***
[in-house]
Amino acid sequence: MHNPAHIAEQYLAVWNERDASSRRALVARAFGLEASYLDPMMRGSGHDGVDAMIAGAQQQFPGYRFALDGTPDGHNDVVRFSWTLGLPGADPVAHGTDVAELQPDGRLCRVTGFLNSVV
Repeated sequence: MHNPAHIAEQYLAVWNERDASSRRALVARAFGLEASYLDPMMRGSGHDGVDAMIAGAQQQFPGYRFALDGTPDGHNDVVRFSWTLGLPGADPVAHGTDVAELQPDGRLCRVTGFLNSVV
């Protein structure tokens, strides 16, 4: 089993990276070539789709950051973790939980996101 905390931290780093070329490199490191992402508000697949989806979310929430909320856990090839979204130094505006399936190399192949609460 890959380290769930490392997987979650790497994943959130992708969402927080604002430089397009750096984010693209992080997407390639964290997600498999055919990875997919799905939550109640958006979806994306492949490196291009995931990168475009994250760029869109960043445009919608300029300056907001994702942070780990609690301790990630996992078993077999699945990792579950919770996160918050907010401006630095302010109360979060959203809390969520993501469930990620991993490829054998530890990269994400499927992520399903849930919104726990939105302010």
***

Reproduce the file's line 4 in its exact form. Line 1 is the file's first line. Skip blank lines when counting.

């Protein structure tokens, strides 16, 4: 089993990276070539789709950051973790939980996101 905390931290780093070329490199490191992402508000697949989806979310929430909320856990090839979204130094505006399936190399192949609460 890959380290769930490392997987979650790497994943959130992708969402927080604002430089397009750096984010693209992080997407390639964290997600498999055919990875997919799905939550109640958006979806994306492949490196291009995931990168475009994250760029869109960043445009919608300029300056907001994702942070780990609690301790990630996992078993077999699945990792579950919770996160918050907010401006630095302010109360979060959203809390969520993501469930990620991993490829054998530890990269994400499927992520399903849930919104726990939105302010």